If they had to be under any other category I think they fit best under Regalia, a category specifically provided for products that aren't part of the hobby directly, but help us to enjoy it.

I firmly believe that most podcasts exist to be part of the community. Whatever their topics, I don't really think the podcasters themselves do it to impart wisdom or give reviews, they do it to contribute to the greater hobby as a whole. The problem is, I don't know that anyone knows how to judge that.

When I first found out that I was a judge again the first place I reached out to was the podcasting community. More than anything I want to know how they would judge themselves. Sound quality, topics, humor, consistency? What makes a great podcast?

In the early days of my listening I was firmly convinced that the advice was where it was at. I really owe a debt to shows like Paul Tevis' Have Games, Will Travel for introducing me to some new games that have become favorites, or the Sons of Kryos who actively changed the way I play the game, and I still believe this is an incredible resource, especially for shows that focus on such things. I have realized as of late however that it's far from the only thing that makes a show great.

More and more I find myself drifting toward shows where the sense of community is the driving force. Old favorites like All Games Considered, Dragon's Landing Inn, and Fear the Boot really opened me up to the idea, but some of the shows I've discovered more recently, like the Podgecast and Brilliant Gameologists really drive this home for me.

I know there are a lot of great shows out there that really deserve mentioning, that there are dozens things that are just as important that could be used as good criteria to judge podcasts, but I wanted to dwell on this for a moment because this aspect is less tangible, and because it's been on my mind a lot lately.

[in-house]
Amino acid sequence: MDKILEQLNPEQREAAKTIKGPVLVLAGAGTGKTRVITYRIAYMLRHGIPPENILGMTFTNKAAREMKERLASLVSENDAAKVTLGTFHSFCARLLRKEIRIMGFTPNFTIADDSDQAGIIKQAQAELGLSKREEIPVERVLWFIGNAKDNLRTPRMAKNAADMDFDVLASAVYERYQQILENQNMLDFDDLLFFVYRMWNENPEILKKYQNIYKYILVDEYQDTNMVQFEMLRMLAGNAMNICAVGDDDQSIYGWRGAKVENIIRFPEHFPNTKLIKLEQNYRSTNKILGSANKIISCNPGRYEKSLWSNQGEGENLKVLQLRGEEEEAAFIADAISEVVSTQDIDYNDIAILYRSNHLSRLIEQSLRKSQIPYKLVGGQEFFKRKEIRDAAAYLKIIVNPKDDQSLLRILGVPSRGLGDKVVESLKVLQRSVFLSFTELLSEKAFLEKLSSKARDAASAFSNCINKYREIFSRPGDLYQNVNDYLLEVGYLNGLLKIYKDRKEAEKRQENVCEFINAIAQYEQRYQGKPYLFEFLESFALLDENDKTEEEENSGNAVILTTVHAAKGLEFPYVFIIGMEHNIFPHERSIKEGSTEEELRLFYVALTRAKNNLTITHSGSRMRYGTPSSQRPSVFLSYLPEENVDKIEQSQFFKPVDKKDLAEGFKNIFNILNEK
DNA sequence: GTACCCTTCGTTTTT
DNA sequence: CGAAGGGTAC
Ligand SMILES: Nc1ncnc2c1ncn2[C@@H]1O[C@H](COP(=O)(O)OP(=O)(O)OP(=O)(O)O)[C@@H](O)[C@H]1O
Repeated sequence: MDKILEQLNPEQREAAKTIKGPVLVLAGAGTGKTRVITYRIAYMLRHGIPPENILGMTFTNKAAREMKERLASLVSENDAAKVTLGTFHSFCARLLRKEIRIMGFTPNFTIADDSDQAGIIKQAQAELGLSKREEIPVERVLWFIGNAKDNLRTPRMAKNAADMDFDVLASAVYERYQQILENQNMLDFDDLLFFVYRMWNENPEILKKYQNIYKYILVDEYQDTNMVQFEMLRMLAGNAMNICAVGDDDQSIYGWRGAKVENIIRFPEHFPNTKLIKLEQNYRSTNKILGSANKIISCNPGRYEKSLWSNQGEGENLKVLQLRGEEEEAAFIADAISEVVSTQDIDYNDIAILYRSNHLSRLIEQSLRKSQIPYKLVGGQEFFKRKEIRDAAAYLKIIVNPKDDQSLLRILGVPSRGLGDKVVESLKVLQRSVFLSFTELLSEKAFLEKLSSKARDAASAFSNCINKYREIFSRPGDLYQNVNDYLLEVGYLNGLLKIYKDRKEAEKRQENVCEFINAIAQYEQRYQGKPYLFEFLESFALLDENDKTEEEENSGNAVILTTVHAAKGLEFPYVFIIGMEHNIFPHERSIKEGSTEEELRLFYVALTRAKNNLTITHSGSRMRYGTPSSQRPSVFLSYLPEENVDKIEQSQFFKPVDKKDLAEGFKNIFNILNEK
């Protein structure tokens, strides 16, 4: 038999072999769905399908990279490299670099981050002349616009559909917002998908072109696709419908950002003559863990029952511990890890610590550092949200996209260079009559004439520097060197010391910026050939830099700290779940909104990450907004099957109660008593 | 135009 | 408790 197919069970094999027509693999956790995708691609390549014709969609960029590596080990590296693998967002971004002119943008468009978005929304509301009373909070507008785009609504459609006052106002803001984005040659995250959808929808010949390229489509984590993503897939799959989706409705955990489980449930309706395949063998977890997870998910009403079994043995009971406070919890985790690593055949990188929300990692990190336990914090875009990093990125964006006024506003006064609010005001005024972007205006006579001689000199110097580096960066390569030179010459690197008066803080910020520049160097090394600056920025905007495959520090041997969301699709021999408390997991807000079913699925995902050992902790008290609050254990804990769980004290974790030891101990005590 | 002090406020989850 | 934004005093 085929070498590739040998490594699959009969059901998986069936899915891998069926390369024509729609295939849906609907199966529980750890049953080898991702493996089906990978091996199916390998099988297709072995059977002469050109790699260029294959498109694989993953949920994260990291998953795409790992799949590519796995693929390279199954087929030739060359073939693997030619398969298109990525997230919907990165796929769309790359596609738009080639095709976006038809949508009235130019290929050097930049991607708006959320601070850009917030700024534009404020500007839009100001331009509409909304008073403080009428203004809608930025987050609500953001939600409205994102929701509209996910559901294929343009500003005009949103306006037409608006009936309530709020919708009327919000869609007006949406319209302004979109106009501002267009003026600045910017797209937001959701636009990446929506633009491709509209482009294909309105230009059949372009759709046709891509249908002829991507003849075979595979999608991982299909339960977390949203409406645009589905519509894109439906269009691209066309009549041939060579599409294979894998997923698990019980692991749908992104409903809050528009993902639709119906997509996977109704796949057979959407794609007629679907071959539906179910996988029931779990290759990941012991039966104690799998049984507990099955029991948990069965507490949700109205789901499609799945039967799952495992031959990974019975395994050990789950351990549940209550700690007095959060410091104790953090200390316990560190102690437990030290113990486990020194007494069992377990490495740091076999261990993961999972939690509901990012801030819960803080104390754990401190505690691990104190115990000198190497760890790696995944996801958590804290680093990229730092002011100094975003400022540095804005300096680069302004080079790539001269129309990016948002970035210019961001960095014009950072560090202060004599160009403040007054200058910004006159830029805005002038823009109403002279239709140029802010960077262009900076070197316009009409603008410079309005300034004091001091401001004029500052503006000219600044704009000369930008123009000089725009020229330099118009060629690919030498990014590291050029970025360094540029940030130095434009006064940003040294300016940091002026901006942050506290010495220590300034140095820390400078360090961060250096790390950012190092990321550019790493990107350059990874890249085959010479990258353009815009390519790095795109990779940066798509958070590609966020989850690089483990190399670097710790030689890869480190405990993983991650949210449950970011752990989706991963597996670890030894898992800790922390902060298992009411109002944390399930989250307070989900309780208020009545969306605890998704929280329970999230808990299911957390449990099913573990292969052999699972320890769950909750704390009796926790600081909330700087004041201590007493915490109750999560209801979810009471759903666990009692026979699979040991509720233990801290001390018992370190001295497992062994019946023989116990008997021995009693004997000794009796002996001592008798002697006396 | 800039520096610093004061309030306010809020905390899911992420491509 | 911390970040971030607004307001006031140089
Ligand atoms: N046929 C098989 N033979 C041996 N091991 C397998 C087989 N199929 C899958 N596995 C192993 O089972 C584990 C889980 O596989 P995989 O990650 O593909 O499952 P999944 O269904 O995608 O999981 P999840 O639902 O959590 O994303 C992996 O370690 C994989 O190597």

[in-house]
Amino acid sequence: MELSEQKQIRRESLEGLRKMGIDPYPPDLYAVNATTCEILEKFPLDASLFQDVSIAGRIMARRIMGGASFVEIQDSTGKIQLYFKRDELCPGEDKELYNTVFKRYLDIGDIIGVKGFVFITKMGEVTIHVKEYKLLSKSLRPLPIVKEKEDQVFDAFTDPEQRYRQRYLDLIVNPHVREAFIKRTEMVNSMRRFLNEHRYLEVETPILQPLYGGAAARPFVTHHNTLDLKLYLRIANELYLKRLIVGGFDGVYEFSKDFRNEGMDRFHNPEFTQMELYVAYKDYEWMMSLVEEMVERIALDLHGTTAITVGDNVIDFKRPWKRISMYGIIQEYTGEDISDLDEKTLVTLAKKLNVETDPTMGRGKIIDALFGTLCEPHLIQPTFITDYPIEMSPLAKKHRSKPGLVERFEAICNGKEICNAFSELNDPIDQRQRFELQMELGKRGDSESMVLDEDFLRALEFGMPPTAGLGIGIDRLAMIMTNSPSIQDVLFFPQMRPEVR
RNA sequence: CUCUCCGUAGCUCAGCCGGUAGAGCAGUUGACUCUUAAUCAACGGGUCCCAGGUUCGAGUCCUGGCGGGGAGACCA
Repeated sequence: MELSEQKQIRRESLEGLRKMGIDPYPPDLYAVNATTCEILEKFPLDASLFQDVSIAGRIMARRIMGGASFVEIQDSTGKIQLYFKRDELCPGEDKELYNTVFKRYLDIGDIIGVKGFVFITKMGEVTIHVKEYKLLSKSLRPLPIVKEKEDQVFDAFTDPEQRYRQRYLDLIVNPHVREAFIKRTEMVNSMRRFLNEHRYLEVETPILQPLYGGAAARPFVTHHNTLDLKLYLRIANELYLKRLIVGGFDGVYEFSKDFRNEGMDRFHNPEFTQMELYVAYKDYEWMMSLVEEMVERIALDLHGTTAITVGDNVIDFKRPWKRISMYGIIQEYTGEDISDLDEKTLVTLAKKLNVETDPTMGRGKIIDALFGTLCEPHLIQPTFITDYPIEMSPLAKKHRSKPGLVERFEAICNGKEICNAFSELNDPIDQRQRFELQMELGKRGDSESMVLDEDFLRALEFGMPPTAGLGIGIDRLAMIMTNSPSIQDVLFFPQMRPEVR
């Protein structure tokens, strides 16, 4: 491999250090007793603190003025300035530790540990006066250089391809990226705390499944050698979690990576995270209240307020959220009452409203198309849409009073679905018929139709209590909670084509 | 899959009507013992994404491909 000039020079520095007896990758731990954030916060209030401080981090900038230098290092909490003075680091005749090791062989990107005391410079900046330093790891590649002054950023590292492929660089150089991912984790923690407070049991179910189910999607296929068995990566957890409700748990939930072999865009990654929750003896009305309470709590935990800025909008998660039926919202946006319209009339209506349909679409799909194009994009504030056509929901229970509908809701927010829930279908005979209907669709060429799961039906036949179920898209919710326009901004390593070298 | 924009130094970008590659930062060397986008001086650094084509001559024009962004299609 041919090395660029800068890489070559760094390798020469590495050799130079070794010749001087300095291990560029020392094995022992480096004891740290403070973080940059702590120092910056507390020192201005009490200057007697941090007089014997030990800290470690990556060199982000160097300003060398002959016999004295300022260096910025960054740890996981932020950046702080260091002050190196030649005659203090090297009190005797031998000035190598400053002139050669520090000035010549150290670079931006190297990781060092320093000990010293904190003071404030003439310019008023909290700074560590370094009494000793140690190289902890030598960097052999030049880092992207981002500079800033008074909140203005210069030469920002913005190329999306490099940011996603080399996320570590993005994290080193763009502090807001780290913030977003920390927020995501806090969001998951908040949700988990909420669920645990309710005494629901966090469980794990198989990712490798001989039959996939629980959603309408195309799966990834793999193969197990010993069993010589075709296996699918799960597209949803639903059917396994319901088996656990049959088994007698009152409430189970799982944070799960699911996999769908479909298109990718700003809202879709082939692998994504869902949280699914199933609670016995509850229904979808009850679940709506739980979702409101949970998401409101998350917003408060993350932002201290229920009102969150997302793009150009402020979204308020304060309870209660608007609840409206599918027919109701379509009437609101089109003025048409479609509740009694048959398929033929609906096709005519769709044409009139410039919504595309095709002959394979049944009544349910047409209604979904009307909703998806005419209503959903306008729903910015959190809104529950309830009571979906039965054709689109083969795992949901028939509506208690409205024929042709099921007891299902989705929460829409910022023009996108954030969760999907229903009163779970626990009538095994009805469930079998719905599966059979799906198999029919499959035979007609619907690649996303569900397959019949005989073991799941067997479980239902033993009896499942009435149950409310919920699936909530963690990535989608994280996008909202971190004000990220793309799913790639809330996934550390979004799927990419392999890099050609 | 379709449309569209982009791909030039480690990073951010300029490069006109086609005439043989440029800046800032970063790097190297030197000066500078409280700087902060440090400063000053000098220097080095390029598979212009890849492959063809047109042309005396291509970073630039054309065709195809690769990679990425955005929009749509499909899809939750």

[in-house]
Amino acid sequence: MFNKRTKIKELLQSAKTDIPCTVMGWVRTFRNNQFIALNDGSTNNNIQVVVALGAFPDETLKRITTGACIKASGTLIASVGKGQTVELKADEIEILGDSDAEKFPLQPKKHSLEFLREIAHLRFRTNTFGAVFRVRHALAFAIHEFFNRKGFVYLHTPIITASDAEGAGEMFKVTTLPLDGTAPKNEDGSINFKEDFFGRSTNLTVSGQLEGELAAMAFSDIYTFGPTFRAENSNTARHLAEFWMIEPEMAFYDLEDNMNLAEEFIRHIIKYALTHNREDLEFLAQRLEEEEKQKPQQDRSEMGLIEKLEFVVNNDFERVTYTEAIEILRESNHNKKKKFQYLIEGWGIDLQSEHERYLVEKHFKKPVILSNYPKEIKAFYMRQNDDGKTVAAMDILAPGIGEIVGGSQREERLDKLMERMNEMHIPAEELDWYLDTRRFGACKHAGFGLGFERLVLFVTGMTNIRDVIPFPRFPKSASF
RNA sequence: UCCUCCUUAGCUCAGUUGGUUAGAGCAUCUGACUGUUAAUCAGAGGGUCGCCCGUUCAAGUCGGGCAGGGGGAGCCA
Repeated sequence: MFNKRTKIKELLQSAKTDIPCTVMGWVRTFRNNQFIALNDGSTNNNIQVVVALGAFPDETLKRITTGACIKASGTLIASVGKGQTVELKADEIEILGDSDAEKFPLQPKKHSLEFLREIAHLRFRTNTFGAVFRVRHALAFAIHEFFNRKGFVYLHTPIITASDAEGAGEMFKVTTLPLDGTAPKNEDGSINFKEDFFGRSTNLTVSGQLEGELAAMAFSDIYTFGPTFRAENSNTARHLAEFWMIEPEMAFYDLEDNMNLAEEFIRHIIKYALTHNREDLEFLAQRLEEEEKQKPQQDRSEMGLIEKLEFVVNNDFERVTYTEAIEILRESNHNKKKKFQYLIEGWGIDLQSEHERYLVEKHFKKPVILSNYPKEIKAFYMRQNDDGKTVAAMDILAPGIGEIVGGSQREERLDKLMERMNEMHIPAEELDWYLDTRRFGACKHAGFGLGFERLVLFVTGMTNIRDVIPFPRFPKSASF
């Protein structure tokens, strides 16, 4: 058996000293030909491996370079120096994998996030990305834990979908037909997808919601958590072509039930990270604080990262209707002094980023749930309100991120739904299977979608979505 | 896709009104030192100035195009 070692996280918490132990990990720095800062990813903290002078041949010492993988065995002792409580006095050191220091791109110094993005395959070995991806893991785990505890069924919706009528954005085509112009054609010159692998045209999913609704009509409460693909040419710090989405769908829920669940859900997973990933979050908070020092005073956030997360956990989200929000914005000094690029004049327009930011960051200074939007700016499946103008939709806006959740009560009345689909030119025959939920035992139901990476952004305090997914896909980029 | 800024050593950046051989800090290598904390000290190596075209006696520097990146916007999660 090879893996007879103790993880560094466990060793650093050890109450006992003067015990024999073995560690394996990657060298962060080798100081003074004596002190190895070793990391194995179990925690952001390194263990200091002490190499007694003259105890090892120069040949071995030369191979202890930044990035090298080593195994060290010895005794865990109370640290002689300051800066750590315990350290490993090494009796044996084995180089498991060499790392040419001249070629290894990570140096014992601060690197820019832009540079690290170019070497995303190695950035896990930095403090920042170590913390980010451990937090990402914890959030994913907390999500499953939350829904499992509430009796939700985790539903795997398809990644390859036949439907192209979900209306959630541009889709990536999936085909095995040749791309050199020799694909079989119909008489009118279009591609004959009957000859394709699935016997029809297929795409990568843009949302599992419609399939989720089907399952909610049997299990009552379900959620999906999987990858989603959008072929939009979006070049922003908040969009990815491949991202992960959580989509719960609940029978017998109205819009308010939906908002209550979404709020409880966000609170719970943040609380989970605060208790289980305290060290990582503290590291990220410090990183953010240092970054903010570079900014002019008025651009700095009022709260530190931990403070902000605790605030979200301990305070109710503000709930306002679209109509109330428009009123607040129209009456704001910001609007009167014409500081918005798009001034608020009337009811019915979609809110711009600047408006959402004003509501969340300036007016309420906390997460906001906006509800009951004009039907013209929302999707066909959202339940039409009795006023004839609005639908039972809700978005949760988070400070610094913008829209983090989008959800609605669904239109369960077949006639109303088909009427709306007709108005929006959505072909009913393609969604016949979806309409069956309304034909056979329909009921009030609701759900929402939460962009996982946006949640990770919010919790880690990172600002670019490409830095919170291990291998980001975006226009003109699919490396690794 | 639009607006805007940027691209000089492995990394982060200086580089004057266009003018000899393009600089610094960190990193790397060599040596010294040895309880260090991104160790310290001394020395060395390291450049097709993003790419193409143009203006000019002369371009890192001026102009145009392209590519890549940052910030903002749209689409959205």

Producing a podcast is hard work, creating consistently entertaining and informative content week after week has got to be difficult, and I'd hate to come across as saying that it's only the intangible that counts, but it's taken me a long time to figure out how important this aspect is to me, and I thought I should put it out there.

2 comments:

Meg @ Brilliant Gameologists said...

Thank you Jeramy for verbalizing the thoughts I didn't even know I had.

Thought I didn't place the connection, of course it is only natural that the gaming podcasting field expands as the games expand. It makes sense that the industry was limited when the game choices were more limited, but with the amount of quality games and genres available, there is so much more commentary needed, hence the number and quality of podcasts available. Playing games with modern settings? Check out Accidental Survivors. Like a more horror themed game? This Modern Death has you covered. Speak Hebrew and game? There is even a podcast for that! (Hamis`hakia)

There are also podcasts to fit almost all tastes. Just like TV, one station doesn't fit all. Many podcasts are enjoyable, "safe" humor. Paul Tevis and Don Dehm rarely offend! But if you like your humor a bit more "shock jock"ish, then we or the Bear Swarm will make your eyes pop!

In terms of where podcasts fit, thank you for giving us credibility. Also note: we get Press badges at GenCon. Not fan badges.

Jeramy Ware said...

I'm glad to contribute where I can. Podcasts provide a real service to the community that's been lacking in recent years. I predict that, as they become more popular, the industry will grow and tighten again.